Since pride is a virtue in my book, this is not a point of deficiency on my behalf. But the fact that the apologist finds a man’s pride to be a barrier to god-belief is telling in itself. It means he secretly realizes that acceptance of god-belief claims is not likely so long as one values himself, and that one must surrender the moral character he has already earned in order prostrate himself before those who seek to hold him captive. To be a Christian, one must enshrine his vices as his moral norm and sacrifice the virtues he has earned which make him a moral human being. This is why Ecualegacy refers to my pride as a “problem.” It keeps me from swimming into the fisher's nets, and this frustrates him.

Ecualegacy asks:

How hard is it to get down on one knee, say to God, "Okay, I've got your book and I'm going to commit my life to following it?"

The question is not “how hard is it to get down on one knee” and pledge allegiance to an invisible magic being which refuses to show itself to me in a manner which I can perceive, but Why would I do this? In order to do this, I would have to be dishonest to myself. Ecualegacy offers no reason why I should choose to be dishonest to myself. If he decides to present a reason why I should be dishonest to myself, would it be for a selfish, or selfless reason? We’ll have to wait and see until he does provide a reason.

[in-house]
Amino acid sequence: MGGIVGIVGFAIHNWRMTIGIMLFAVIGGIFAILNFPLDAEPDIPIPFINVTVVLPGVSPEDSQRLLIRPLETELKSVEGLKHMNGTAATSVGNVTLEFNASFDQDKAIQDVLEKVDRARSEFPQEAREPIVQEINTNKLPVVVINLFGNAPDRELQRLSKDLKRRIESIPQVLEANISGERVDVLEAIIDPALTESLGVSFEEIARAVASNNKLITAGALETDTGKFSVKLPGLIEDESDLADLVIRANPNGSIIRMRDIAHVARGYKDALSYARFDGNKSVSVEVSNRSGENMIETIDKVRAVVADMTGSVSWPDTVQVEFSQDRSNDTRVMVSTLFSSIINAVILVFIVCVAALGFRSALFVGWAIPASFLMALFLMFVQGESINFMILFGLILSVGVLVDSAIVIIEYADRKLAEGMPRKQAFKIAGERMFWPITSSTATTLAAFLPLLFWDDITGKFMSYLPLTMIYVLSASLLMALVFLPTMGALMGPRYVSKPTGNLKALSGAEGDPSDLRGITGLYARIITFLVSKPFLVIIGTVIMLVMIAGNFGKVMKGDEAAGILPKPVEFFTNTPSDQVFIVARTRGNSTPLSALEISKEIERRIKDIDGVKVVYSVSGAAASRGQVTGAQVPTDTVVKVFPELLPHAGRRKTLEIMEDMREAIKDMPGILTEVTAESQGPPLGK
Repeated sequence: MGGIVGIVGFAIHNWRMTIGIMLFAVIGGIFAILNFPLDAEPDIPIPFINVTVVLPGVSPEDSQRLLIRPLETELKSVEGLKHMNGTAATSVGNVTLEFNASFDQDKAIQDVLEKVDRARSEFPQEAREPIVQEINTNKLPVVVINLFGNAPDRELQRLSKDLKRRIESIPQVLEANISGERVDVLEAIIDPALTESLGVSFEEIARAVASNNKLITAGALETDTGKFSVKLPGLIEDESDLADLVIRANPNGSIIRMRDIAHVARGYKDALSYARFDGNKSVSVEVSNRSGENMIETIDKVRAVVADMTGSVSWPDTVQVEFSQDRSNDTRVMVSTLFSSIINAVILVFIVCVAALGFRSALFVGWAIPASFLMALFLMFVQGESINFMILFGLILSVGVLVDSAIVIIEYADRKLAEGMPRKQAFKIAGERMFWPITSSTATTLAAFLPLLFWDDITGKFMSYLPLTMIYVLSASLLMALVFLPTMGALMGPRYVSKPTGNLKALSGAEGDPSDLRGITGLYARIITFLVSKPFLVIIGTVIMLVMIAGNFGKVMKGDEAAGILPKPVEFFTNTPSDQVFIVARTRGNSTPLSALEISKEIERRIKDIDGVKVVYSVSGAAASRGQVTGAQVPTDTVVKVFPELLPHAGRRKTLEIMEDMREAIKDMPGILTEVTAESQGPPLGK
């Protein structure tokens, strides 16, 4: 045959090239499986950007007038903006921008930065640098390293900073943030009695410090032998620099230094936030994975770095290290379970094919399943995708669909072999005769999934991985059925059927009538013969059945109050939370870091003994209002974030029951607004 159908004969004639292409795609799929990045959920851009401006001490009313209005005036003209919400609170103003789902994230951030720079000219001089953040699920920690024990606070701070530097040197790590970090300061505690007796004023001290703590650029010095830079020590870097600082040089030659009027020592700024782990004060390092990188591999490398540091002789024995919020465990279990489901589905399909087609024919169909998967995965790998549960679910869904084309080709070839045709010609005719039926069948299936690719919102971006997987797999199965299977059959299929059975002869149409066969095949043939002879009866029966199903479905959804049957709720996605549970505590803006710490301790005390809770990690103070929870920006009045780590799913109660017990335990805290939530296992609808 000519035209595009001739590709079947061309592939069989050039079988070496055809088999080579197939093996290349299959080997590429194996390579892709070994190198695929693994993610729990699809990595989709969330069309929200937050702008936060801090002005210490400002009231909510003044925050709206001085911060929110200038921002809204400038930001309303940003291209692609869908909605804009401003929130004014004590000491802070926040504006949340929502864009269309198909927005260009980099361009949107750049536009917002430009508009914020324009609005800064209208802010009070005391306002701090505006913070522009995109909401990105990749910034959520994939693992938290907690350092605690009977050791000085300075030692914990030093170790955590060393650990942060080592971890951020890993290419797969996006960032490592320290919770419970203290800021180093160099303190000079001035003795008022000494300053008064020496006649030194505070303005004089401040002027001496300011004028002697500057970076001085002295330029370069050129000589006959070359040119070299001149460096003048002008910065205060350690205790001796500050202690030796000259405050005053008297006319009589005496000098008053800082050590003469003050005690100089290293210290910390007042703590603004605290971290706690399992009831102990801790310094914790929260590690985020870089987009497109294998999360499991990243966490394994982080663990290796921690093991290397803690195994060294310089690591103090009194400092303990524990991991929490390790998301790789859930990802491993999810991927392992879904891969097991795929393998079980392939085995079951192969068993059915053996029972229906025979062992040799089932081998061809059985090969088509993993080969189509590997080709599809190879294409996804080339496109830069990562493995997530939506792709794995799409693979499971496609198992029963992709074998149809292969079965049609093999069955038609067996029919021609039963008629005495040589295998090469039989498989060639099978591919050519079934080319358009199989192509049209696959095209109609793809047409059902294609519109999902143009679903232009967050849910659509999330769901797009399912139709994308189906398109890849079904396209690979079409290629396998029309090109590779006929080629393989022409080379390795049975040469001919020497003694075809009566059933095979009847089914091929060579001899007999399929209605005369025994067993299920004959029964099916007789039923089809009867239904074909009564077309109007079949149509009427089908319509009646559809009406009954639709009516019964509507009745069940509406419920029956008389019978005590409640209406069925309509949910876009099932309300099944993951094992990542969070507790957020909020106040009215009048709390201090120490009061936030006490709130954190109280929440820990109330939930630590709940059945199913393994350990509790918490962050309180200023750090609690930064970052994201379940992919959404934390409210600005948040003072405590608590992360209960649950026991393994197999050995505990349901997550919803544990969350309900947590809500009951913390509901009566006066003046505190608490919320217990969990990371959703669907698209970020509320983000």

Consider: if I were to do what Ecualegacy suggests, who would benefit? He has already pointed out that, to commit my life to his god, I would have to surrender my pride, the virtue which makes benefit possible for me in the first place. Does he think his god would somehow benefit? His god is already perfect and lacks nothing; it is an indestructible, immortal and eternal being according to what Christianity teaches. Nothing could harm it, and nothing could improve it. It needs nothing to exist, certainly not my worship. I on the other hand am neither indestructible, immortal nor eternal, and my existence depends on my choices and actions. I do need things to exist – namely values. And virtues like my pride – virtues which Ecualegacy’s god requires us to surrender – are what I need in order to be capable of achieving and protecting those values which my life requires, for they make my life worth the effort required to live. It is my life, mind and morality which Christianity seeks to undermine. Most believers do not recognize this because they compartmentalize their beliefs, living a double mental life, with one foot in their religion, and the other foot in the real world. Also, they typically do not have a very intellectual understanding of moral values in the first place. They get their morality from a storybook. Indeed, where does Jesus speak of values anyway? They are taken completely for granted in the speeches which the bible attributes to him.